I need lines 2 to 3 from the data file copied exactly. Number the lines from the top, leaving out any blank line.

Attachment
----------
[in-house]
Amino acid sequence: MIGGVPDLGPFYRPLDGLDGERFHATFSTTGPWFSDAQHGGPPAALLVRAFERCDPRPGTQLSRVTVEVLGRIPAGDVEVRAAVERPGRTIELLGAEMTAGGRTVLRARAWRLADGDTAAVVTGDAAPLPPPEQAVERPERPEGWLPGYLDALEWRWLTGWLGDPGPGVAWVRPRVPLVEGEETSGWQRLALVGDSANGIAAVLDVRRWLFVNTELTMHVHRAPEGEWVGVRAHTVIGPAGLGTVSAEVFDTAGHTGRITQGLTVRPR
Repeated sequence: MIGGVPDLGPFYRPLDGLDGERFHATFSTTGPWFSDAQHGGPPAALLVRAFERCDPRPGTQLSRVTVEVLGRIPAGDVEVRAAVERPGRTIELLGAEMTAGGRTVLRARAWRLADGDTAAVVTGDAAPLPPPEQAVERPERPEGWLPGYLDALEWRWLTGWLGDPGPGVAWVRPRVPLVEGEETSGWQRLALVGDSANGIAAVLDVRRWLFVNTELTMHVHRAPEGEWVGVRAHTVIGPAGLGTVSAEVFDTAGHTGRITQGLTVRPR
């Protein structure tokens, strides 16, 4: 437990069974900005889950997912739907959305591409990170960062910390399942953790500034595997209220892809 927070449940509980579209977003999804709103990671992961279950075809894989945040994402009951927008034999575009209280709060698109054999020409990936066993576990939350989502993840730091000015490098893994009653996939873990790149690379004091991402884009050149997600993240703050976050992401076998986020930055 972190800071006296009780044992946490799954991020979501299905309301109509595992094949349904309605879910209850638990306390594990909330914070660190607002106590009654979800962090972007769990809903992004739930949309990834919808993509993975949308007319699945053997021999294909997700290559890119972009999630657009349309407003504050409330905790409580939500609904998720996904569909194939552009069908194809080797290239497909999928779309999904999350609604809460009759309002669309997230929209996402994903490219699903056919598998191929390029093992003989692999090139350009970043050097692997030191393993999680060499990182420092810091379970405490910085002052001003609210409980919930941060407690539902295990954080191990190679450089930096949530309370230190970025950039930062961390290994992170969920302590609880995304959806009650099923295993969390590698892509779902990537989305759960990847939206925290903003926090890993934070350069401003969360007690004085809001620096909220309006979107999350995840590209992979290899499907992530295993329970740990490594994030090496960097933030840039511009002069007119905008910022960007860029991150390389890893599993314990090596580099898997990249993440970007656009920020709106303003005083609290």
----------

Amino acid sequence: MIGGVPDLGPFYRPLDGLDGERFHATFSTTGPWFSDAQHGGPPAALLVRAFERCDPRPGTQLSRVTVEVLGRIPAGDVEVRAAVERPGRTIELLGAEMTAGGRTVLRARAWRLADGDTAAVVTGDAAPLPPPEQAVERPERPEGWLPGYLDALEWRWLTGWLGDPGPGVAWVRPRVPLVEGEETSGWQRLALVGDSANGIAAVLDVRRWLFVNTELTMHVHRAPEGEWVGVRAHTVIGPAGLGTVSAEVFDTAGHTGRITQGLTVRPR
Repeated sequence: MIGGVPDLGPFYRPLDGLDGERFHATFSTTGPWFSDAQHGGPPAALLVRAFERCDPRPGTQLSRVTVEVLGRIPAGDVEVRAAVERPGRTIELLGAEMTAGGRTVLRARAWRLADGDTAAVVTGDAAPLPPPEQAVERPERPEGWLPGYLDALEWRWLTGWLGDPGPGVAWVRPRVPLVEGEETSGWQRLALVGDSANGIAAVLDVRRWLFVNTELTMHVHRAPEGEWVGVRAHTVIGPAGLGTVSAEVFDTAGHTGRITQGLTVRPR